The Bizarre Relationship Between Cigarettes and Coronavirus

I don’t smoke, but my husband does, so I’m quite interested in the stories about how four times fewer people who smoke end up in the hospital with coronavirus, but if they are admitted, their outcomes are worse than those of non-smokers, possibly due to abrupt nicotine withdrawal.

This evidence that cigarettes have a protective effect against coronavirus for some populations is quite robust from country to country, yet there are some exceptions. The countries in which smoking seems to have a protective effect do not have an obesity epidemic and it is known that the virus uses fat cells to help itself reproduce.

In Texas, young people are showing up in the hospital with bad COVID cases and they frequently have a history of smoking, vaping, and obesity. It would make sense that if people start smoking in an effort to lose weight, any protective effect would be counteracted by underlying health issues. If a person with a healthy weight started smoking, you would get a completely different outcome.

I wanted to understand the mechanism of this protective effect from cigarettes, so I started reading.

I kept finding articles about the stress that the virus puts on T cells themselves and that in people who die from it, their lymph tissue shows a total collapse of the T cell population – like in an AIDS patient. As in, the virus went after the T cells and infiltrated the lymph tissue which went into overdrive and collapsed.

This is similar to what happens in the lungs of a COVID patient. It attacks the cells that typically mount a defense and then the body produces more defensive cells that get attacked and the whole system just gets gummed up with dead cells because the cells responsible for removing debris are overwhelmed.

I bet that is why smokers are dying of the disease less often than non-smokers – they already have an amped-up trash disposal system in their lungs and that keeps the system from getting gummed up when the rate of cell death suddenly spikes.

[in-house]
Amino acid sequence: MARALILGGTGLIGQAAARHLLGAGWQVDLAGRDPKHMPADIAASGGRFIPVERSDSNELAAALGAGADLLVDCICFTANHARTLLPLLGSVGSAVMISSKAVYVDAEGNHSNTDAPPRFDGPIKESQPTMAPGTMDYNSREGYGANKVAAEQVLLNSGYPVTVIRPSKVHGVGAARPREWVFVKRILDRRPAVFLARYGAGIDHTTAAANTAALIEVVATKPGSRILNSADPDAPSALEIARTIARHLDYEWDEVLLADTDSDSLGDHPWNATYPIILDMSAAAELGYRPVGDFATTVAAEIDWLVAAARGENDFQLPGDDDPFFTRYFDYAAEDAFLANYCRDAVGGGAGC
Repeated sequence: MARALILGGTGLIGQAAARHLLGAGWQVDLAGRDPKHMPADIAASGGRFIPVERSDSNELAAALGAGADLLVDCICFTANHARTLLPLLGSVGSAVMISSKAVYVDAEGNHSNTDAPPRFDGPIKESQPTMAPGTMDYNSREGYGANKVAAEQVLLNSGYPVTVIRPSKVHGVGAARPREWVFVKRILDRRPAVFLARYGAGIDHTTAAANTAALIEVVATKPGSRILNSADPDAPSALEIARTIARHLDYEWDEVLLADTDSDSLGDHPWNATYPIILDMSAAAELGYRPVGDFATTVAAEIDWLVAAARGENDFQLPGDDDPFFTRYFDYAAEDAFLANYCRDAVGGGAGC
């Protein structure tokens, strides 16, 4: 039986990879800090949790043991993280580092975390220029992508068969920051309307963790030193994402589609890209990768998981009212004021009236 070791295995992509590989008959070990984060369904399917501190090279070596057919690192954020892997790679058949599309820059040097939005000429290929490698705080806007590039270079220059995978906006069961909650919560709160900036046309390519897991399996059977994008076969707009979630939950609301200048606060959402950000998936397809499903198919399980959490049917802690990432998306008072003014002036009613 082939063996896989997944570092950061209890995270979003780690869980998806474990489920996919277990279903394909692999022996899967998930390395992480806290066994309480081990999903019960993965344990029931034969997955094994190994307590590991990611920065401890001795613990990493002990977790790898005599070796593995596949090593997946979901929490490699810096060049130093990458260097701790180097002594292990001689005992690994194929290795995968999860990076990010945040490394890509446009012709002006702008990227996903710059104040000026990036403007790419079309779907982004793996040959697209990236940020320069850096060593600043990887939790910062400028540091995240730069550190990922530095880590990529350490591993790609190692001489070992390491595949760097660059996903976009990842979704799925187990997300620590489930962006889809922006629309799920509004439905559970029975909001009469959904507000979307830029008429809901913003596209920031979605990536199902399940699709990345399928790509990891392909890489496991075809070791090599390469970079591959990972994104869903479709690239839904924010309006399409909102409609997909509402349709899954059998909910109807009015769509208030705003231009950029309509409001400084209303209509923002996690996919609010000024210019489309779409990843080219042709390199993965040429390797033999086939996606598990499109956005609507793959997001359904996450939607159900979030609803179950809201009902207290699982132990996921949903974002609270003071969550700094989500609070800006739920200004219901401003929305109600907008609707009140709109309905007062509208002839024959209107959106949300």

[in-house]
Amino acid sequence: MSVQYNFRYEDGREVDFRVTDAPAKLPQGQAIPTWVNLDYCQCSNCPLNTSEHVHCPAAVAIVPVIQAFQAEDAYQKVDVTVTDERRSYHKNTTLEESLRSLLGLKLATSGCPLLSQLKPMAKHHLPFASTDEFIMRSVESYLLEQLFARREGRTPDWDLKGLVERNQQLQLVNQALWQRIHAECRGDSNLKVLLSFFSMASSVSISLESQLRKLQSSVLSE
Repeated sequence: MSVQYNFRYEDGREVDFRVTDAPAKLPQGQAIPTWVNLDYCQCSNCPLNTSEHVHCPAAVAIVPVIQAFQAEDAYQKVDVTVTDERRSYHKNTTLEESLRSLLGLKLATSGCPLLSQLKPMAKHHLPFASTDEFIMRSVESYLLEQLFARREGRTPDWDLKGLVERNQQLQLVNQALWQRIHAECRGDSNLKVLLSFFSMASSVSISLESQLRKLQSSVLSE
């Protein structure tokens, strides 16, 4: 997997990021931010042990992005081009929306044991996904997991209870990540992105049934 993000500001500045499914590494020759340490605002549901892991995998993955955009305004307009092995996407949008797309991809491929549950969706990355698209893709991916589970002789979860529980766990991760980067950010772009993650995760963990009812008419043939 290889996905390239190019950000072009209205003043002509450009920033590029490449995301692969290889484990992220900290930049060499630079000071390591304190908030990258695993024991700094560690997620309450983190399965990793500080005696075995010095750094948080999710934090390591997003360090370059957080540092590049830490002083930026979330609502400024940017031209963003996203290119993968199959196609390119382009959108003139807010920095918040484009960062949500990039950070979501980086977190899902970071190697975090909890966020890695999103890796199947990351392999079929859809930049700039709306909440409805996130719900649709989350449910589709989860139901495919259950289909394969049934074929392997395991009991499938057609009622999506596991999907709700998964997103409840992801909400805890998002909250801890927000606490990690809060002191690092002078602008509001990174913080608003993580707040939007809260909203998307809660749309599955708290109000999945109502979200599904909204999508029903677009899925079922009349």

I can’t imagine that the constriction and hardening of smoker’s blood vessels helps them fight the disease, but sometimes understanding the balance of the human body is difficult. I’ve read articles about how COVID softens blood vessels to an unhealthy degree, so maybe this hardening acts as a counterbalance. In the medical literature, this balance is typically explained in terms of ACE2 expression.

This anti-inflammatory effect of nicotine might also play a helpful role throughout the body. It is well known that nicotine has a protective effect on the joints and the brain. Perhaps the constriction of blood vessels allows the trash disposal system of the cerebral spinal fluid and lymph fluid to behave more efficiently so that those systems don’t get gummed up with dead, decaying cells. When the blood vessels are constricted, other fluids flow more freely.

There is also a very interesting story about nicotine and vaccines, but that is a tangential issue: Human Experiments

I think that what nicotine does is similar to the exfoliation of skin with vitamin A. It causes the skin to turn over more rapidly and this makes it peel, but over time, it thickens it and makes it look younger. In a smoker’s lungs, their cells may be turning over more rapidly and creating a thicker layer of epithelial cells, but the drawback of having your cells turn over so much is that each time a cell is reborn, there is a probability that it will have an error in how the genetic code is copied and those errors can cause cells to become cancerous. [ … ]

What do you think?

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Posted by tanti

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